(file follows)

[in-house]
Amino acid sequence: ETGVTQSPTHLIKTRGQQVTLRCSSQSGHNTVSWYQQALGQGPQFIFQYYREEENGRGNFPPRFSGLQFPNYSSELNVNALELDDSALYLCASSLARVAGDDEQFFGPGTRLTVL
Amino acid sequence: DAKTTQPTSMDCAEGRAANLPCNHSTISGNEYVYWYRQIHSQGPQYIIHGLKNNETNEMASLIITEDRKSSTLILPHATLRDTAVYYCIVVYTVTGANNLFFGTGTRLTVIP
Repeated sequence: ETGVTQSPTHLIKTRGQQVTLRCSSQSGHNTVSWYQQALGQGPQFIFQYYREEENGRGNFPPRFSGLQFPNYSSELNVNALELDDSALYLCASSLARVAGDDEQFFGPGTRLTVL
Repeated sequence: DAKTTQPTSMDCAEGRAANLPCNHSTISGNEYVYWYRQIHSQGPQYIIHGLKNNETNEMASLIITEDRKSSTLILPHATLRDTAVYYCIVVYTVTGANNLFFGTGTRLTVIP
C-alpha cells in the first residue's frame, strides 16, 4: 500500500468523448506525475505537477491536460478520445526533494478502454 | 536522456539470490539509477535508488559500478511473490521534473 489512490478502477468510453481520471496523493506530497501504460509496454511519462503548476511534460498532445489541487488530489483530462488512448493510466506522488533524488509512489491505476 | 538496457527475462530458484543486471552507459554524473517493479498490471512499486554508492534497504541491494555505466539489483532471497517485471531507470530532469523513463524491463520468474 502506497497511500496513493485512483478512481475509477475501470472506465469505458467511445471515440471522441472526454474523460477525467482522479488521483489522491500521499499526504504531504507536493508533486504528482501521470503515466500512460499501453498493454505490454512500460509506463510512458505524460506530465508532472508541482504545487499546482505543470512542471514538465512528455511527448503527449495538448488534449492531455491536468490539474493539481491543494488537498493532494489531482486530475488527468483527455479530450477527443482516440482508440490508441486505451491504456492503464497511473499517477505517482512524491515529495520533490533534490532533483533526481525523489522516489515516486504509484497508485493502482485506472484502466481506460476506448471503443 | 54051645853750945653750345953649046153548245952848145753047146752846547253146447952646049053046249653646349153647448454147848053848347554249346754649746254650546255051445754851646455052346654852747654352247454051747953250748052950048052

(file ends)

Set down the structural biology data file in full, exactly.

[in-house]
Amino acid sequence: ETGVTQSPTHLIKTRGQQVTLRCSSQSGHNTVSWYQQALGQGPQFIFQYYREEENGRGNFPPRFSGLQFPNYSSELNVNALELDDSALYLCASSLARVAGDDEQFFGPGTRLTVL
Amino acid sequence: DAKTTQPTSMDCAEGRAANLPCNHSTISGNEYVYWYRQIHSQGPQYIIHGLKNNETNEMASLIITEDRKSSTLILPHATLRDTAVYYCIVVYTVTGANNLFFGTGTRLTVIP
Repeated sequence: ETGVTQSPTHLIKTRGQQVTLRCSSQSGHNTVSWYQQALGQGPQFIFQYYREEENGRGNFPPRFSGLQFPNYSSELNVNALELDDSALYLCASSLARVAGDDEQFFGPGTRLTVL
Repeated sequence: DAKTTQPTSMDCAEGRAANLPCNHSTISGNEYVYWYRQIHSQGPQYIIHGLKNNETNEMASLIITEDRKSSTLILPHATLRDTAVYYCIVVYTVTGANNLFFGTGTRLTVIP
C-alpha cells in the first residue's frame, strides 16, 4: 500500500468523448506525475505537477491536460478520445526533494478502454 | 536522456539470490539509477535508488559500478511473490521534473 489512490478502477468510453481520471496523493506530497501504460509496454511519462503548476511534460498532445489541487488530489483530462488512448493510466506522488533524488509512489491505476 | 538496457527475462530458484543486471552507459554524473517493479498490471512499486554508492534497504541491494555505466539489483532471497517485471531507470530532469523513463524491463520468474 502506497497511500496513493485512483478512481475509477475501470472506465469505458467511445471515440471522441472526454474523460477525467482522479488521483489522491500521499499526504504531504507536493508533486504528482501521470503515466500512460499501453498493454505490454512500460509506463510512458505524460506530465508532472508541482504545487499546482505543470512542471514538465512528455511527448503527449495538448488534449492531455491536468490539474493539481491543494488537498493532494489531482486530475488527468483527455479530450477527443482516440482508440490508441486505451491504456492503464497511473499517477505517482512524491515529495520533490533534490532533483533526481525523489522516489515516486504509484497508485493502482485506472484502466481506460476506448471503443 | 54051645853750945653750345953649046153548245952848145753047146752846547253146447952646049053046249653646349153647448454147848053848347554249346754649746254650546255051445754851646455052346654852747654352247454051747953250748052950048052